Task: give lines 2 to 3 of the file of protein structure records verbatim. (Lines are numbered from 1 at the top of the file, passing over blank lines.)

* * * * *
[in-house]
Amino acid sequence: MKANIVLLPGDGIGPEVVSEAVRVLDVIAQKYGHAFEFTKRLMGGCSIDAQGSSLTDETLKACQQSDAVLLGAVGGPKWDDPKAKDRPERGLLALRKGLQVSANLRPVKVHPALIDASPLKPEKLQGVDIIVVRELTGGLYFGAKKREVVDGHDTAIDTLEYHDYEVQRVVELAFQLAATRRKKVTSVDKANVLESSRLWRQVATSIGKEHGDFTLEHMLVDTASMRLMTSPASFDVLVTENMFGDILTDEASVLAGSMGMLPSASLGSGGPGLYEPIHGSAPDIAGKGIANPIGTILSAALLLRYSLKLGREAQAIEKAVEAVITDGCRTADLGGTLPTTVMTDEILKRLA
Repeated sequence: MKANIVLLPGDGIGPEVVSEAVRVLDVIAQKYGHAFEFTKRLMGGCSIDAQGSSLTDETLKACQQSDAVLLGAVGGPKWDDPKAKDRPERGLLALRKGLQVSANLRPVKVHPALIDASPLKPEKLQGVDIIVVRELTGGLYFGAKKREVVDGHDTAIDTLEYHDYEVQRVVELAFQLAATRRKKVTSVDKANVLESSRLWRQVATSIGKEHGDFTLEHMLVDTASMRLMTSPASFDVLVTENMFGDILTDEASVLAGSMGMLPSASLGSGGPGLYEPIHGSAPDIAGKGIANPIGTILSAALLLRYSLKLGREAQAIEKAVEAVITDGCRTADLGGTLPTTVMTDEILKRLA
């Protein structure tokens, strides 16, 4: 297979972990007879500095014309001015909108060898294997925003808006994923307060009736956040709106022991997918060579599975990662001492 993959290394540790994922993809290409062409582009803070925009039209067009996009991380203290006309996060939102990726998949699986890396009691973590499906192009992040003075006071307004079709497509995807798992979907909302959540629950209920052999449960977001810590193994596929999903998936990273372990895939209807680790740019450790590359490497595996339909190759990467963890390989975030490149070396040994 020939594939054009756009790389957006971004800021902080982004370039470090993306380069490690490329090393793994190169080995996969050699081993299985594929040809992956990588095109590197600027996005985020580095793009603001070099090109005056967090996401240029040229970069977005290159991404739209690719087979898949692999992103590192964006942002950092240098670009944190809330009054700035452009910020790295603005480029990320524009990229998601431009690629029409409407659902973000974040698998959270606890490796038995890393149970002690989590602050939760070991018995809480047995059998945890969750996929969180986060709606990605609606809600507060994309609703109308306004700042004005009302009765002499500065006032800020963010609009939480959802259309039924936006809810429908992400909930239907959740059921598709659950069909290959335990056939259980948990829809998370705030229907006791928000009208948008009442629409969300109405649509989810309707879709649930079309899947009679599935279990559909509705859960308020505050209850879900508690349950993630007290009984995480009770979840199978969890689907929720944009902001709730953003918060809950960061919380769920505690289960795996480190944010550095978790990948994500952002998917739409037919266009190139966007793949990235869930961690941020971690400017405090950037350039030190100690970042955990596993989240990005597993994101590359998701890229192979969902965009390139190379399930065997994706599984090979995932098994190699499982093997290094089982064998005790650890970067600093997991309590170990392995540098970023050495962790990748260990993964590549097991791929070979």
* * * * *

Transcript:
Amino acid sequence: MKANIVLLPGDGIGPEVVSEAVRVLDVIAQKYGHAFEFTKRLMGGCSIDAQGSSLTDETLKACQQSDAVLLGAVGGPKWDDPKAKDRPERGLLALRKGLQVSANLRPVKVHPALIDASPLKPEKLQGVDIIVVRELTGGLYFGAKKREVVDGHDTAIDTLEYHDYEVQRVVELAFQLAATRRKKVTSVDKANVLESSRLWRQVATSIGKEHGDFTLEHMLVDTASMRLMTSPASFDVLVTENMFGDILTDEASVLAGSMGMLPSASLGSGGPGLYEPIHGSAPDIAGKGIANPIGTILSAALLLRYSLKLGREAQAIEKAVEAVITDGCRTADLGGTLPTTVMTDEILKRLA
Repeated sequence: MKANIVLLPGDGIGPEVVSEAVRVLDVIAQKYGHAFEFTKRLMGGCSIDAQGSSLTDETLKACQQSDAVLLGAVGGPKWDDPKAKDRPERGLLALRKGLQVSANLRPVKVHPALIDASPLKPEKLQGVDIIVVRELTGGLYFGAKKREVVDGHDTAIDTLEYHDYEVQRVVELAFQLAATRRKKVTSVDKANVLESSRLWRQVATSIGKEHGDFTLEHMLVDTASMRLMTSPASFDVLVTENMFGDILTDEASVLAGSMGMLPSASLGSGGPGLYEPIHGSAPDIAGKGIANPIGTILSAALLLRYSLKLGREAQAIEKAVEAVITDGCRTADLGGTLPTTVMTDEILKRLA